Cool Café fuses the flavors of Italy, Greece, the Middle East, and Asia, imbuing its menu with a continental twist that sates the appetites of vegetarians and omnivores alike. The Bangkok crepe delivers a valuable cargo of spinach, green bell peppers, green onions, mushrooms, black olives, and peanut sauce ($8.95), and the Santorina crepe brims with spinach, Kalamata olives, pine nuts, green onions, feta cheese, and a yogurt mint sauce ($9.95). Diners saddled with hunger after running a marathon on stilts can delve into a dish of rolo pasta, which sautés a chicken breast in Balsamic vinegar before adorning it with capers, fresh basil, and a tomato sauce ($10.95), whereas the fish kebab skewers fresh Atlantic salmon marinated in lemon and saffron as an audience of basmati rice, saffron, and spring mix salad looks on ($15.95).
Since 1980, chef Francois Maeder has crafted artful European entrees in Crumpets Restaurant & Bakery's scenic, forest-surrounded dining haven, prompting accolades from Esquire, TripAdvisor, and OpenTable. A creek bustles beneath the bridge leading to the dining room's entrance, flanked by oak trees and a spacious patio for alfresco dining. Inside, exposed brick and tall, floor-to-ceiling windows inculcate elegance, and a painstakingly built menu of pasta, meat, and fresh seafood dishes highlights options that are heart-healthy, like running from a bear or running after a cardiologist. By request, cooks can poach or charbroil certain entrees with a nonfat Santa Elena sauce of vegetables in a cabernet reduction. Crumpets' lineup of delectable baked goods charms sweet teeth by feeding them croissants, cakes, flans, and pastries, and rotating wines from around the world arrive monthly, like new moons and new presidents.
Tunes played on the harp or keyboard during musical performances on Fridays, Saturdays, and Sundays fill the air with pleasantly sonorous vibrations to match the ambrosial cuisine scents wafting overhead. For more primal culinary outings, diners may be tempted to accompany Chef Maeder on gourmet rafting trips, which carry attendees through canyons and campsites with the promise of palatable rations and lessons in catfish calls.
Chef Frederick Costa teams with his brother Michel to craft inventive fusions of French and Asian cuisine at an eatery lauded by USA Today as one of the top five restaurants to eat at in San Antonio while on a business trip. Thought born in Vietnam, the culinary siblings soon moved to France, where they strengthened their skills dead-lifting pepper grinders at their parents' gourmet restaurants. Visitors to the eatery can sample succulent meats and veggies crafted from Frederick's mother's own recipes or opt for one of the chef's more recent creations. The San Antonio Express-News lauds Frederick's as having seafood dishes that "are routinely among the best in town"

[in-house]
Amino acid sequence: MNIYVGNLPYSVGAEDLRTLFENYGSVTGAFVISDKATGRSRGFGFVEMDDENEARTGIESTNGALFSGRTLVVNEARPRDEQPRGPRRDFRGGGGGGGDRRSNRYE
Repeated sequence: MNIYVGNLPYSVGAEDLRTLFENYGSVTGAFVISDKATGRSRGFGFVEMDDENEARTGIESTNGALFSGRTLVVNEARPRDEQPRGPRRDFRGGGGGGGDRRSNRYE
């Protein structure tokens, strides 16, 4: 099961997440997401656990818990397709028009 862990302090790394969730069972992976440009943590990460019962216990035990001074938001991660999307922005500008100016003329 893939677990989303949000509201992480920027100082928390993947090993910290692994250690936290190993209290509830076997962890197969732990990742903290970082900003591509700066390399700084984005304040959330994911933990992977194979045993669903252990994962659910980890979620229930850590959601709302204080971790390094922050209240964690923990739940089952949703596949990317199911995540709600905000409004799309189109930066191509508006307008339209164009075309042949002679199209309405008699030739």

At Le Chat Noir Eatery, owner and head chef Lynn Oefinger refuses to let her cooking lapse into routine. In addition to constantly updating the menus to incorporate seasonal ingredients, she fully commits her attention to seemingly minute details, making caesar salad dressing from scratch and branding her initials into every steak. As she told San Antonio Express News in 2011, "if you take time to make it something special, people will appreciate it."
A graduate of the Texas Culinary Academy, she uses her formally refined techniques to give traditional American dishes a fusion flair, coating a po boy's shrimp in Japanese panko breadcrumbs and spicing a duck breast with Indian chai.
Wooden beams line the white walls and ceiling of the dining room, which remain clean and blank except for a few pieces of framed artwork and an art nouveau thermostat. Sheer, gauzy curtains gently filter out lights shone through the window by search-and-rescue teams specializing in endangered crème brûlée.
A friendly owner and an array of housemade desserts add a down-home element to the dishes served at Atomic Omelette and Grill, where diner- and southern-style classics comprise an ample menu. For breakfast, signature omelets get a kick from pecan-smoked bacon and serrano peppers, and pancakes come in one of seven flavors such as bananas foster or white chocolate and macadamia nut. Later in the day, sliced rib-eye steak is stacked inside authentic philly cheesesteaks, and chicken-fried chicken is accompanied by garlic bread and gravy.
Visitors to Aspen's Brew might forget they're inside a coffee shop at all, as the family-owned cafe cultivates an ambiance of low-key comfort reminiscent of a classic, all-American living room. Guests can admire and purchase the unique artwork on the walls while lounging on the couch, kick back with the morning paper on an upholstered grandfather chair, or handwrite their emails at one of the wooden tables. As the morning sun gradually suffuses the cozy space with natural light, baristas rustle up six award-winning micro-roasted brews from Dillanos Coffee Roasters while the on-site bakers usher out scones, muffins, croissants, and cinnamon rolls. To add even more homeyness to the mix, they also serve up bagels, breakfast sandwiches, and squares of Grandma's coffee cake, a from-scratch pastry that comes from a secret recipe whispered between generations during games of Telephone at family reunions. In the afternoon, the kitchen staffers keep the hospitality coming with fresh, made-to-order sandwiches and paninis, as well as homemade soups, specialty coffee drinks, and desserts such as carrot cake and brownies.
The folks at Aspen's Brew also cater this down-home cafe fare for events, whether for morning meetings, lunch, or afternoon gatherings. To ensure these special occasions go off without a hitch, they deliver anywhere in the greater San Antonio area.